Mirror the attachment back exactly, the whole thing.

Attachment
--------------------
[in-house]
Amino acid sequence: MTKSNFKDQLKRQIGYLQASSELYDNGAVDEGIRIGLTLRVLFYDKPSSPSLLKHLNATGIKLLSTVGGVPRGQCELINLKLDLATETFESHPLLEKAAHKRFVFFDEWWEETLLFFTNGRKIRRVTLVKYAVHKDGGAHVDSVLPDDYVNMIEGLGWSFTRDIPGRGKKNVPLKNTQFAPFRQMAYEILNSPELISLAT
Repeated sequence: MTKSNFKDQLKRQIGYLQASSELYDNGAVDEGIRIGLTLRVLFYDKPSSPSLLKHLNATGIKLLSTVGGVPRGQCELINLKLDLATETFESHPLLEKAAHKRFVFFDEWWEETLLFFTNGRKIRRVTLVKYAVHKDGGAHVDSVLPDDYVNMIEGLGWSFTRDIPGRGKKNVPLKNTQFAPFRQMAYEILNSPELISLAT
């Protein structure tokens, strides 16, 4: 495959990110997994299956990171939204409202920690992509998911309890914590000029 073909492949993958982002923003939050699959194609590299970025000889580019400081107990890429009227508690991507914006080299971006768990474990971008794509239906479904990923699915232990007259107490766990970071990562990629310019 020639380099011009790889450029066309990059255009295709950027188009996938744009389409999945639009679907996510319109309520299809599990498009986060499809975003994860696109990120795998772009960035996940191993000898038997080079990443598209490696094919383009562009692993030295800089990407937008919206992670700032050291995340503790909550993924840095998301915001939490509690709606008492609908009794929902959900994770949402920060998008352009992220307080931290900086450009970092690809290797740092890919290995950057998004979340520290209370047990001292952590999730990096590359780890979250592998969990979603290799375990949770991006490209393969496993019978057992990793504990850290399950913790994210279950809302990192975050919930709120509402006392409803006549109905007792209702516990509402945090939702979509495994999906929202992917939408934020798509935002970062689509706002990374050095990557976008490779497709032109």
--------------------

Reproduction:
[in-house]
Amino acid sequence: MTKSNFKDQLKRQIGYLQASSELYDNGAVDEGIRIGLTLRVLFYDKPSSPSLLKHLNATGIKLLSTVGGVPRGQCELINLKLDLATETFESHPLLEKAAHKRFVFFDEWWEETLLFFTNGRKIRRVTLVKYAVHKDGGAHVDSVLPDDYVNMIEGLGWSFTRDIPGRGKKNVPLKNTQFAPFRQMAYEILNSPELISLAT
Repeated sequence: MTKSNFKDQLKRQIGYLQASSELYDNGAVDEGIRIGLTLRVLFYDKPSSPSLLKHLNATGIKLLSTVGGVPRGQCELINLKLDLATETFESHPLLEKAAHKRFVFFDEWWEETLLFFTNGRKIRRVTLVKYAVHKDGGAHVDSVLPDDYVNMIEGLGWSFTRDIPGRGKKNVPLKNTQFAPFRQMAYEILNSPELISLAT
């Protein structure tokens, strides 16, 4: 495959990110997994299956990171939204409202920690992509998911309890914590000029 073909492949993958982002923003939050699959194609590299970025000889580019400081107990890429009227508690991507914006080299971006768990474990971008794509239906479904990923699915232990007259107490766990970071990562990629310019 020639380099011009790889450029066309990059255009295709950027188009996938744009389409999945639009679907996510319109309520299809599990498009986060499809975003994860696109990120795998772009960035996940191993000898038997080079990443598209490696094919383009562009692993030295800089990407937008919206992670700032050291995340503790909550993924840095998301915001939490509690709606008492609908009794929902959900994770949402920060998008352009992220307080931290900086450009970092690809290797740092890919290995950057998004979340520290209370047990001292952590999730990096590359780890979250592998969990979603290799375990949770991006490209393969496993019978057992990793504990850290399950913790994210279950809302990192975050919930709120509402006392409803006549109905007792209702516990509402945090939702979509495994999906929202992917939408934020798509935002970062689509706002990374050095990557976008490779497709032109």